As intriguing as reasoning about psychopathy is, it is also bound to make us uneasy. People with the condition commit a disproportionate number of crimes compared to other psychiatric groups (Coid et al. 2009) and are also over-represented in the criminal statistics concerning recidivism, predatory violence and serial killings (Hare 1999). So for legal and policy purposes, it is imperative to think about these far from perfect minds prone to manipulation and violence. But at the same this makes it difficult to keep one’s head cool when approaching psychopathy. How do we think about the disorder without disapproval and disdain clouding our judgment? Or could it be that these moral attitudes are actually unveiling something important?
In my recent work I have been puzzling over whether something systematic can be said about what makes people with psychopathy more prone to do bad things. Research into this area suggests that if there is anything that seems more distinctive for this group in their violent and criminal tendencies (as compared to, for example, groups with anti-social personality disorder), it is their proactive aggression. Briefly, proactive aggression can be distinguished from reactive aggression, where the former aggression is instrumental or encouraged by the agent and the latter is a reaction to a threat or provocation (Crick and Dodge 1996).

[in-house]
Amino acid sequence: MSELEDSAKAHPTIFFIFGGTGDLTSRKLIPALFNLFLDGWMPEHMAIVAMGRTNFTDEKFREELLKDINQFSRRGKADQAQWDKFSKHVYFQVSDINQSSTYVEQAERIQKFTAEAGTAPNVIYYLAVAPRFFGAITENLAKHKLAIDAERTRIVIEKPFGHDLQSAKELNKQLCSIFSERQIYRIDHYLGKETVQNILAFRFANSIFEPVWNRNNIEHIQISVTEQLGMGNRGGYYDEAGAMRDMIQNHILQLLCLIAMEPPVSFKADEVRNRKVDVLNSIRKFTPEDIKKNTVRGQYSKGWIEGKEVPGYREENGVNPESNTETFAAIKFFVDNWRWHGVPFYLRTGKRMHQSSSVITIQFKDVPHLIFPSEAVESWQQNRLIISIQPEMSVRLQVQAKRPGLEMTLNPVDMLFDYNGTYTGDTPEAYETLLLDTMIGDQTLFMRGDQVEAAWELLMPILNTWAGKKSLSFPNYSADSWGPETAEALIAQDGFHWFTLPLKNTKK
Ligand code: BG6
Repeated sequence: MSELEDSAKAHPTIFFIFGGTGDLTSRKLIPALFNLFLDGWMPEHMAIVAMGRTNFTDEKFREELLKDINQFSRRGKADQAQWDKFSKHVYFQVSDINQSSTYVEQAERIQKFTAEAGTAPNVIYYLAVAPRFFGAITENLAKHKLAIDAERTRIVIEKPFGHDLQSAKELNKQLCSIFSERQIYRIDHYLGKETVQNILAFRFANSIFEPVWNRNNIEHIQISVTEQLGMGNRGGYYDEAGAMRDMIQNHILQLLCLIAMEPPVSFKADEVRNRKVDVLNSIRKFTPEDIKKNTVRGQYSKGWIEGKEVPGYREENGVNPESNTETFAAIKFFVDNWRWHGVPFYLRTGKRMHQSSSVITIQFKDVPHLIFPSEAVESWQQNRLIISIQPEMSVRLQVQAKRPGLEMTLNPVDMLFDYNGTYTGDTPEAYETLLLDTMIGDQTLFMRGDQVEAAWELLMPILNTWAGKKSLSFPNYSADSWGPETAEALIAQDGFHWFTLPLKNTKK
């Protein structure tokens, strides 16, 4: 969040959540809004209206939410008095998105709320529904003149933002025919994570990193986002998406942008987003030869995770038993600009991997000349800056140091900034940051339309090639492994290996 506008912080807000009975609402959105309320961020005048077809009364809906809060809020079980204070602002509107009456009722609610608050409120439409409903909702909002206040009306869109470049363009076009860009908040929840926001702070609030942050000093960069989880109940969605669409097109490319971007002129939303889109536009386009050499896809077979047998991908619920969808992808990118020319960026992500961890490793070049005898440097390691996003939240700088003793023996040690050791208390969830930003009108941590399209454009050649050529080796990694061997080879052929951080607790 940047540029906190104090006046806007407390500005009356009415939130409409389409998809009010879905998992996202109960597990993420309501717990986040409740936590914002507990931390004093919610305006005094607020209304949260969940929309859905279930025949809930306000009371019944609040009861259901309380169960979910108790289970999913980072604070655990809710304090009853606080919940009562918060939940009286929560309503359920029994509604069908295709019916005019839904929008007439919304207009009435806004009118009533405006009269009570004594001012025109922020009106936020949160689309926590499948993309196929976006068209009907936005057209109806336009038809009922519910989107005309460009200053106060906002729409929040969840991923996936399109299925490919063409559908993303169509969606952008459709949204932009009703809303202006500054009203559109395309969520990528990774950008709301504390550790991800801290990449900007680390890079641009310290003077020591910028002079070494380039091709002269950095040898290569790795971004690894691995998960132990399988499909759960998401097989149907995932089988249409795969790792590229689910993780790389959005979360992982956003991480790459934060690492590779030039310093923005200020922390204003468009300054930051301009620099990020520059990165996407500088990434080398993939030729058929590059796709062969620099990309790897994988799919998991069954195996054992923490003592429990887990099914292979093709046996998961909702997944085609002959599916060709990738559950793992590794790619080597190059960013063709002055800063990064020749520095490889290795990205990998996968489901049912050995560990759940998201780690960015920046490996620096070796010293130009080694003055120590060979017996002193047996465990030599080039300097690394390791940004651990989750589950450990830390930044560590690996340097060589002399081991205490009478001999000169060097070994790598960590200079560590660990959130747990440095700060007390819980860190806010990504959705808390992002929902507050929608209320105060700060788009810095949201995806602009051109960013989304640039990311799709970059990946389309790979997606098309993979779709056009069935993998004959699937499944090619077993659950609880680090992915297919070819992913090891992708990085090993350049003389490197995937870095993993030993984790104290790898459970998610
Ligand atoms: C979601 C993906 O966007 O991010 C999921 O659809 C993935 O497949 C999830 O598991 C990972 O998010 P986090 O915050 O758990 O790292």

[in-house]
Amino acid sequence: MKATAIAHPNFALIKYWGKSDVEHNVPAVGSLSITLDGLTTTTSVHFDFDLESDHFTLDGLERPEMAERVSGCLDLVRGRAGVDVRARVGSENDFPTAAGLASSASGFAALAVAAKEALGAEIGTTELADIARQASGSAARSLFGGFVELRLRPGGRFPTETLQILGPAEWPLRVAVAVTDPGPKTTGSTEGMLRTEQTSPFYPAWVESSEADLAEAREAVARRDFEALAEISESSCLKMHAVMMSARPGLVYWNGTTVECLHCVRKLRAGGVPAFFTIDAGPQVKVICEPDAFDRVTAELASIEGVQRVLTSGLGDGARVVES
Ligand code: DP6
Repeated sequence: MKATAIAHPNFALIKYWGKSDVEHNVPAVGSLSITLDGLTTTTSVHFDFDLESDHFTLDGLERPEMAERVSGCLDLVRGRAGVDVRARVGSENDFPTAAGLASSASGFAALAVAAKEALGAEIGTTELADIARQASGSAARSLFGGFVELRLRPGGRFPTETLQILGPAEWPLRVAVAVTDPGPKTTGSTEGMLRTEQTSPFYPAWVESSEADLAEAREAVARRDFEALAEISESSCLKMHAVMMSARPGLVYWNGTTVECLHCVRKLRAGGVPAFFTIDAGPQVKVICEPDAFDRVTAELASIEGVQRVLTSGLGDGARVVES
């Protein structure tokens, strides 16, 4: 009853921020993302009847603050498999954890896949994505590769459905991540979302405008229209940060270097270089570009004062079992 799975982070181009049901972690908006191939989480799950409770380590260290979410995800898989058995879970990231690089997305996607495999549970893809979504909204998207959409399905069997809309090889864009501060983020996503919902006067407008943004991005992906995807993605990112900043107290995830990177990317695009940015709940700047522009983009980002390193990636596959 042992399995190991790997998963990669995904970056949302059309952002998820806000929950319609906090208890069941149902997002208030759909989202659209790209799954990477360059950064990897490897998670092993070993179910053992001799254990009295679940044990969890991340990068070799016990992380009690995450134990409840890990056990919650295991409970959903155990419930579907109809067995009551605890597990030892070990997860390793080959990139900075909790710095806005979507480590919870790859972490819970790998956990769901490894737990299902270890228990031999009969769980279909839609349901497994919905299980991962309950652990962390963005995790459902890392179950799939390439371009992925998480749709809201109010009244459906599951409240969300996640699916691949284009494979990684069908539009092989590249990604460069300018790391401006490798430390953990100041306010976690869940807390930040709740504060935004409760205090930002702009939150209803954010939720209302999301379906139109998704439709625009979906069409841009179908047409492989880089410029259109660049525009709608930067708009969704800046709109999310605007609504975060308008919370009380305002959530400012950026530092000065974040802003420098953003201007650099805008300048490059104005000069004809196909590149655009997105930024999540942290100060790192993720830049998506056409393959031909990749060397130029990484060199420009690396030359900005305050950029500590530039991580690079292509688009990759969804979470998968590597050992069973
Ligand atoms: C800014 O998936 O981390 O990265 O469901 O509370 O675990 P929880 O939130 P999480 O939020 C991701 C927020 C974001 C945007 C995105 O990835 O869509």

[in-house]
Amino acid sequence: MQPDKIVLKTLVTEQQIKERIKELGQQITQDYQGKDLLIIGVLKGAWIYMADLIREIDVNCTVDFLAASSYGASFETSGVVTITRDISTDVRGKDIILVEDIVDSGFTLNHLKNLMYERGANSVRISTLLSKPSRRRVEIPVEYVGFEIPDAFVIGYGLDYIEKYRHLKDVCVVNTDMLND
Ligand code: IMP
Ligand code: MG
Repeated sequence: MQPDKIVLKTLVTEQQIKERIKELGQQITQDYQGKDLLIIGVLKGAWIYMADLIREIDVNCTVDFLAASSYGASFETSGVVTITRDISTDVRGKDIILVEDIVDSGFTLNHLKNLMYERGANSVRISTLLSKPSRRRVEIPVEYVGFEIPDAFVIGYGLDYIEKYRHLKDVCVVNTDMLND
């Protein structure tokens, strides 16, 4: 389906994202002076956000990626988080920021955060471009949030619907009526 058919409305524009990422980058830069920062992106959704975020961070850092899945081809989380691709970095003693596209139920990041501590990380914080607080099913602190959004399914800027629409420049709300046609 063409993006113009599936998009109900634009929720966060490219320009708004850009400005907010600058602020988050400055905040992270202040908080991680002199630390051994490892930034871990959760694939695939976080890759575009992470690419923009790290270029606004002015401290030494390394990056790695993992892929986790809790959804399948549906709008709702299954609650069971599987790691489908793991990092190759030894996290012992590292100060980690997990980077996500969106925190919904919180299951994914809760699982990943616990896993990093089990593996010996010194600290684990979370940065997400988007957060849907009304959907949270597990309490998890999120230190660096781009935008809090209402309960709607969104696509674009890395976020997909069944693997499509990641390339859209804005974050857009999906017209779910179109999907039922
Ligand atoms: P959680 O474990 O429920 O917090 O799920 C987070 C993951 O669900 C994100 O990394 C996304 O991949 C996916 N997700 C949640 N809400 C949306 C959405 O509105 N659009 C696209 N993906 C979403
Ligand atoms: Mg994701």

Recent work also suggests distinctive neurological correlates behind this proactive aggression and fearlessness commonly displayed in psychopathy. In psychopathy, there is a particular prediction error about the implications of one’s actions: it seems that past punishments – but not rewards – does not inform the decision-making and planning as compared to controls and individuals with anti-social personality disorder (without psychopathy) (see Gregory et al. 2015). If this is right, different forms of punishment and social sanctions, like blame and condemnation will fail to get a proper grip in minds of people with psychopathy. As a result we have a mechanism that can explain why individuals with psychopathy will be less deterred from using aggression and violence in pursuit of their ends.
The implications of this research are however not straightforward. Actually I think it suggests a dilemma that might lie at the heart of our unease concerning psychopathy. At first we might think that findings about the instrumental aggression due to insensitivity to past punishments demonstrates something unfortunate for individuals with psychopathy. Normally the effects of punishment, blame, and falling in to disrepute would inhibit subjects from engaging in aggressive and violent behaviour, but individuals with psychopathy are not so lucky. Any punishments imposed by the community will have little effect on future behaviour, contributing to a vicious circle of bad behaviour. This suggests not only that individuals with psychopathy are disabled in this way, but also that the rest of us are really assisted in refraining from bad conduct by different social sanctioning practices that restrain and correct our bad behaviour.